identifiers for geologic samples

Roderic Page at BIO.GLA.AC.UK
Mon Jan 30 08:25:00 CET 2006

Bob is confusing me with somebody who reads standards (what they?).

Firstly, I think having an Internet domain name in an identifier pretty  
much kills any claim to be semantically opaque, regardless of what one  
does in the namespace and identifier parts of the LSID.

Secondly, it seems to me that the reality is that LSID resolution  
depends on the DNS, and on users mucking with SRV records. Section 13  
of the spec goes on at great lengths about the DNS. The spec discusses  
an alternative (Dynamic Delegation Discovery Service -- DDDS) that  
relies on a central authority (, which as far as I  
can tell doesn't exist (unlike the equivalent for handles).

Handles and ARK in particular have thought about life after/without the  
DNS, but LSIDs seem only to pay lip service to this.

I'm not very anti LSIDs, indeed arguably I've spent more time than most  
(publicly) playing with them (leaving aside the guys at IBM, EBI, etc.  
who programmed the underlying code). My rethink came about when Donat  
Agosti started urging me to look at setting up GUIDs for AntBase  
publications. DOIs are out because of cost. Do I recommend LSIDs? Well,  
does Donat to muck with the DNS (or get a systems admin to do it)? And  
once he's done so, who can use his LSIDs anyway? Nobody really, part  
from script jockeys like me. Much as it pains me greatly, I don't think  
I can tell Donat to use LSIDs.

So I took a peek at some other alternatives (mostly covered already on  
the TDWG-GUID wiki, but see my notes at 
publications.html), and in terms of speed and easy of use was going to  
suggest static URLs would work fine for Donat's purposes, at least in  
the short term, (especially as we'd like to get something working ASAP  
because a lot of things down the line depend on this). However, then I  
got hold of the handle system, had a play, and after the usual pain of  
dealing with Java on Fedora Core 4, got it working. This caused me to  
rethink handles.

To my mind, the big plus of LSIDs lies in the explicit definition of an  
interface for getting metadata and for getting data. DOIs and Handles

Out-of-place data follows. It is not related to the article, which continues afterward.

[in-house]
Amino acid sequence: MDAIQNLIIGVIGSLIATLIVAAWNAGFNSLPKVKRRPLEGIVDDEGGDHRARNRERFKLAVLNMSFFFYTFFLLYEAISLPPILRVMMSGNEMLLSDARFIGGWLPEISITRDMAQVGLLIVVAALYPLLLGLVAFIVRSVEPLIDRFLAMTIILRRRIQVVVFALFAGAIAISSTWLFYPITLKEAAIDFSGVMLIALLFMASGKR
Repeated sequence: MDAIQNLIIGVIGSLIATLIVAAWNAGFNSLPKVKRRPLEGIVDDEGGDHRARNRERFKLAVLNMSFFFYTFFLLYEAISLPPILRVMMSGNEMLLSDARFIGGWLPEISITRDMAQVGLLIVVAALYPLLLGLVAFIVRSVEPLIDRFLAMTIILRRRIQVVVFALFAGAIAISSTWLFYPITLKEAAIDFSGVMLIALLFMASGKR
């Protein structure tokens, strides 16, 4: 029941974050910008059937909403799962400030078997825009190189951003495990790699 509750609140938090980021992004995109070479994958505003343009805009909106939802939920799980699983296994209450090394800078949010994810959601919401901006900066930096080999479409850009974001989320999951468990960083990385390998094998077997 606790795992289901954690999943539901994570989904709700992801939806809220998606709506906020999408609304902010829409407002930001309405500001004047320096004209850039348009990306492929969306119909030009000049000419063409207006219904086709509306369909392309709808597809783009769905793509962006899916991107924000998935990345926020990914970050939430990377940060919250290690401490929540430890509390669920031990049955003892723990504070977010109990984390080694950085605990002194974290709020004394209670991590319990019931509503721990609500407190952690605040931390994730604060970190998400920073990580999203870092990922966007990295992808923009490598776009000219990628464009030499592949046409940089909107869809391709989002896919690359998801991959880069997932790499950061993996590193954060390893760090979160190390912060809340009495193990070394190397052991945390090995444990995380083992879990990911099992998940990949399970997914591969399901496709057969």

are essentially a free-for-all (do they resolve to data, metadata, will  
what I see depend on whether I'm at home or at my place of work, will I  
need a subscription to see the data, etc.). The actual identifier part  
of the LSID spec I'm less struck on.

Now, we could make sure our handles resolved to something meaningful in  
a standard way, and get most of the cool features of LSIDs for free. A  
very simple, lightweight way to do this is have them simply resolve to  
RDF in XML format. This could be transformed into HTML or whatever.  
Indeed, with modern web browsers, we could serve XML and have the  
browser automatically render it in HTML. This would mean users could  
see HTML, but scripts could access RDF, using exactly the same point of  
access. For a demo, see the handle hdl:2254/20971, which can be  
resolved here: . What you'll see in a  
modern browser is HTML, but if you "view source" it's just RDF. Call me  
sad, but I find this pretty neat.

All I'm suggesting is that, as cool as LSIDs are, and as much as I have  
devoted a lot of effort to getting some working, I'm not convinced they  
are the way to go.

My final question in all this is: if LSIDs are really so cool, why is  
it that the EBI and NCBI have no publicly available LSID services (or  
even private ones)?

Why is it that apart from some ecologists in Wisconsin, the only people  
taking LSIDs seriously (by which I mean, writing code) as far as I can  
see are BioMoby and MyGrid, both largely academic projects that are  
cool, but are not major data providers.

Thus endith the rant.


On 30 Jan 2006, at 03:04, Bob Morris wrote:

> >From my understanding of the LSID spec, LSIDs do not rely on the DNS.  
> Rather one particular mechanism for discovering resolution services  
> depends on the DNS, and nothing in the LSID specification requires the  
> use of that mechanism, convenient as it presently may be. Future  
> resolution service discovery mechanisms can use the existing LSID as  
> they please provided only they meet the specification of a resolution  
> service discovery service.
> Also, LSIDs are required by the spec to be semantically opaque.  
> Though, this has some exceptions, and semantic opacity is narrowly